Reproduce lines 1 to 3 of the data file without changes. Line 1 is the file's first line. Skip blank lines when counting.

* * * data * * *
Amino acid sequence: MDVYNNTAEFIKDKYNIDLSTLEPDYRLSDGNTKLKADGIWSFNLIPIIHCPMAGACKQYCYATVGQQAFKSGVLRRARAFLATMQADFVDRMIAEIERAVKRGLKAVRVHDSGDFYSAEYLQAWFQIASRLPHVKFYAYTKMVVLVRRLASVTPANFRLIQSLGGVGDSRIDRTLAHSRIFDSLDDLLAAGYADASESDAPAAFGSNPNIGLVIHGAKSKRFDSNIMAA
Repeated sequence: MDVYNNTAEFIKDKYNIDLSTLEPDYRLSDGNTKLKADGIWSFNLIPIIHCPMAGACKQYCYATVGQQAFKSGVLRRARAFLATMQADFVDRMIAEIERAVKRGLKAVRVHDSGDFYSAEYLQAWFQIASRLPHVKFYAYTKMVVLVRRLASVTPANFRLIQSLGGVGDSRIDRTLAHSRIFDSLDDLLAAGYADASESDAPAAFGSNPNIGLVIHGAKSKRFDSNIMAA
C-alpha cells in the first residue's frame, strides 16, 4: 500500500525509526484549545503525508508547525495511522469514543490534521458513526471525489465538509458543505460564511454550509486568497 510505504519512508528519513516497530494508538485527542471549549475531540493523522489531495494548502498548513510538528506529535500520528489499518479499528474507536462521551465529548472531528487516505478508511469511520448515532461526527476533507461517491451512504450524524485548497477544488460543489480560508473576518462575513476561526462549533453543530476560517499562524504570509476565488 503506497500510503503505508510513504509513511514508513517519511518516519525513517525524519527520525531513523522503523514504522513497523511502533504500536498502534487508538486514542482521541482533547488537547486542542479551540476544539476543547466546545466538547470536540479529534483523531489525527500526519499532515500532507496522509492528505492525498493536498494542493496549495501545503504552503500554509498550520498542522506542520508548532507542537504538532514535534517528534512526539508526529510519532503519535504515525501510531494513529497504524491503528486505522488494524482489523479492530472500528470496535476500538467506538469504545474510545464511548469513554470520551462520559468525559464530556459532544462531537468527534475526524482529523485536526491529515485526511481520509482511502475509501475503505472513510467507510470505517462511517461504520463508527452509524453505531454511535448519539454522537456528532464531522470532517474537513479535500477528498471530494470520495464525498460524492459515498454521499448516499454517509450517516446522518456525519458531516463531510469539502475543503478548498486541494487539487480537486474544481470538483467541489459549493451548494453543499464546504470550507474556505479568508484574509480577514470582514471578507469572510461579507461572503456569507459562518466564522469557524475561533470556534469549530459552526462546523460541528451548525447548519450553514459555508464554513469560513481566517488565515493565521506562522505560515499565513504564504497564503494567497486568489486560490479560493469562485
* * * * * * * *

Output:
Amino acid sequence: MDVYNNTAEFIKDKYNIDLSTLEPDYRLSDGNTKLKADGIWSFNLIPIIHCPMAGACKQYCYATVGQQAFKSGVLRRARAFLATMQADFVDRMIAEIERAVKRGLKAVRVHDSGDFYSAEYLQAWFQIASRLPHVKFYAYTKMVVLVRRLASVTPANFRLIQSLGGVGDSRIDRTLAHSRIFDSLDDLLAAGYADASESDAPAAFGSNPNIGLVIHGAKSKRFDSNIMAA
Repeated sequence: MDVYNNTAEFIKDKYNIDLSTLEPDYRLSDGNTKLKADGIWSFNLIPIIHCPMAGACKQYCYATVGQQAFKSGVLRRARAFLATMQADFVDRMIAEIERAVKRGLKAVRVHDSGDFYSAEYLQAWFQIASRLPHVKFYAYTKMVVLVRRLASVTPANFRLIQSLGGVGDSRIDRTLAHSRIFDSLDDLLAAGYADASESDAPAAFGSNPNIGLVIHGAKSKRFDSNIMAA
C-alpha cells in the first residue's frame, strides 16, 4: 500500500525509526484549545503525508508547525495511522469514543490534521458513526471525489465538509458543505460564511454550509486568497 510505504519512508528519513516497530494508538485527542471549549475531540493523522489531495494548502498548513510538528506529535500520528489499518479499528474507536462521551465529548472531528487516505478508511469511520448515532461526527476533507461517491451512504450524524485548497477544488460543489480560508473576518462575513476561526462549533453543530476560517499562524504570509476565488 503506497500510503503505508510513504509513511514508513517519511518516519525513517525524519527520525531513523522503523514504522513497523511502533504500536498502534487508538486514542482521541482533547488537547486542542479551540476544539476543547466546545466538547470536540479529534483523531489525527500526519499532515500532507496522509492528505492525498493536498494542493496549495501545503504552503500554509498550520498542522506542520508548532507542537504538532514535534517528534512526539508526529510519532503519535504515525501510531494513529497504524491503528486505522488494524482489523479492530472500528470496535476500538467506538469504545474510545464511548469513554470520551462520559468525559464530556459532544462531537468527534475526524482529523485536526491529515485526511481520509482511502475509501475503505472513510467507510470505517462511517461504520463508527452509524453505531454511535448519539454522537456528532464531522470532517474537513479535500477528498471530494470520495464525498460524492459515498454521499448516499454517509450517516446522518456525519458531516463531510469539502475543503478548498486541494487539487480537486474544481470538483467541489459549493451548494453543499464546504470550507474556505479568508484574509480577514470582514471578507469572510461579507461572503456569507459562518466564522469557524475561533470556534469549530459552526462546523460541528451548525447548519450553514459555508464554513469560513481566517488565515493565521506562522505560515499565513504564504497564503494567497486568489486560490479560493469562485